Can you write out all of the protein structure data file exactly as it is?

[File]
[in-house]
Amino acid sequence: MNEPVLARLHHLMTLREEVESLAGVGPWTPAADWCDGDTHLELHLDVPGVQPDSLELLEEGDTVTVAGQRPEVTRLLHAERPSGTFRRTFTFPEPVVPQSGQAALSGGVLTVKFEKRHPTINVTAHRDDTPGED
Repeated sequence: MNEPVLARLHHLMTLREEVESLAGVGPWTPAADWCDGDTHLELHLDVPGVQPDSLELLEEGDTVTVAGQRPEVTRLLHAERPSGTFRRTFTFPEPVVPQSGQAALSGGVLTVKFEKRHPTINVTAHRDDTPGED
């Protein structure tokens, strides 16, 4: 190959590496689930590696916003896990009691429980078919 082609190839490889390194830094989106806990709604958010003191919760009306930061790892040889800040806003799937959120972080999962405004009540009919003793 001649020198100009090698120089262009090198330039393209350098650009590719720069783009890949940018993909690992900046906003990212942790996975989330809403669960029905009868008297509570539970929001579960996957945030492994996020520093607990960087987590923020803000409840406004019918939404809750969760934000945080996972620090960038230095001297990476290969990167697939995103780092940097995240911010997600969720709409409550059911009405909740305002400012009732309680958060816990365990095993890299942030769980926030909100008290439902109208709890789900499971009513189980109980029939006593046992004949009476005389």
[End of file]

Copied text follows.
[in-house]
Amino acid sequence: MNEPVLARLHHLMTLREEVESLAGVGPWTPAADWCDGDTHLELHLDVPGVQPDSLELLEEGDTVTVAGQRPEVTRLLHAERPSGTFRRTFTFPEPVVPQSGQAALSGGVLTVKFEKRHPTINVTAHRDDTPGED
Repeated sequence: MNEPVLARLHHLMTLREEVESLAGVGPWTPAADWCDGDTHLELHLDVPGVQPDSLELLEEGDTVTVAGQRPEVTRLLHAERPSGTFRRTFTFPEPVVPQSGQAALSGGVLTVKFEKRHPTINVTAHRDDTPGED
């Protein structure tokens, strides 16, 4: 190959590496689930590696916003896990009691429980078919 082609190839490889390194830094989106806990709604958010003191919760009306930061790892040889800040806003799937959120972080999962405004009540009919003793 001649020198100009090698120089262009090198330039393209350098650009590719720069783009890949940018993909690992900046906003990212942790996975989330809403669960029905009868008297509570539970929001579960996957945030492994996020520093607990960087987590923020803000409840406004019918939404809750969760934000945080996972620090960038230095001297990476290969990167697939995103780092940097995240911010997600969720709409409550059911009405909740305002400012009732309680958060816990365990095993890299942030769980926030909100008290439902109208709890789900499971009513189980109980029939006593046992004949009476005389």